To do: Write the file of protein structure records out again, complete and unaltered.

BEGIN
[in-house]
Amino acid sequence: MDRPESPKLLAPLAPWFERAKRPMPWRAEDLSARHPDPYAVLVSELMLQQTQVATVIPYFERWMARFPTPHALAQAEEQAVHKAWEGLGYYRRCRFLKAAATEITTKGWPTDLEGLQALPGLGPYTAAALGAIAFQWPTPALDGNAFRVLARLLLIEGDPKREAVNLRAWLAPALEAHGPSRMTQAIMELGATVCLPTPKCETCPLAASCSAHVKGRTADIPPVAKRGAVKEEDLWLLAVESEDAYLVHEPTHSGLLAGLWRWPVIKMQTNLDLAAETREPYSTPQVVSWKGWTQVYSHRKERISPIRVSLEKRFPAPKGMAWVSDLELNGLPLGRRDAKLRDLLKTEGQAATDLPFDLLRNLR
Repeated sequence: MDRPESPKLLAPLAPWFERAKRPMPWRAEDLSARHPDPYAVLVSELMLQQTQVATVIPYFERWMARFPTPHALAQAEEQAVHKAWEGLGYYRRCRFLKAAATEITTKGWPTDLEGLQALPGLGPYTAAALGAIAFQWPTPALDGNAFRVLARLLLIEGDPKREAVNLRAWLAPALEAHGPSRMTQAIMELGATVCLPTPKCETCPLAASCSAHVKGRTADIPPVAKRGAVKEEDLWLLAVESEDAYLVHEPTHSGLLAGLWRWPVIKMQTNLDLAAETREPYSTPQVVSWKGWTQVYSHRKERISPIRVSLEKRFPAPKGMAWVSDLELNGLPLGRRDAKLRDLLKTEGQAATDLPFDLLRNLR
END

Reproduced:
[in-house]
Amino acid sequence: MDRPESPKLLAPLAPWFERAKRPMPWRAEDLSARHPDPYAVLVSELMLQQTQVATVIPYFERWMARFPTPHALAQAEEQAVHKAWEGLGYYRRCRFLKAAATEITTKGWPTDLEGLQALPGLGPYTAAALGAIAFQWPTPALDGNAFRVLARLLLIEGDPKREAVNLRAWLAPALEAHGPSRMTQAIMELGATVCLPTPKCETCPLAASCSAHVKGRTADIPPVAKRGAVKEEDLWLLAVESEDAYLVHEPTHSGLLAGLWRWPVIKMQTNLDLAAETREPYSTPQVVSWKGWTQVYSHRKERISPIRVSLEKRFPAPKGMAWVSDLELNGLPLGRRDAKLRDLLKTEGQAATDLPFDLLRNLR
Repeated sequence: MDRPESPKLLAPLAPWFERAKRPMPWRAEDLSARHPDPYAVLVSELMLQQTQVATVIPYFERWMARFPTPHALAQAEEQAVHKAWEGLGYYRRCRFLKAAATEITTKGWPTDLEGLQALPGLGPYTAAALGAIAFQWPTPALDGNAFRVLARLLLIEGDPKREAVNLRAWLAPALEAHGPSRMTQAIMELGATVCLPTPKCETCPLAASCSAHVKGRTADIPPVAKRGAVKEEDLWLLAVESEDAYLVHEPTHSGLLAGLWRWPVIKMQTNLDLAAETREPYSTPQVVSWKGWTQVYSHRKERISPIRVSLEKRFPAPKGMAWVSDLELNGLPLGRRDAKLRDLLKTEGQAATDLPFDLLRNLR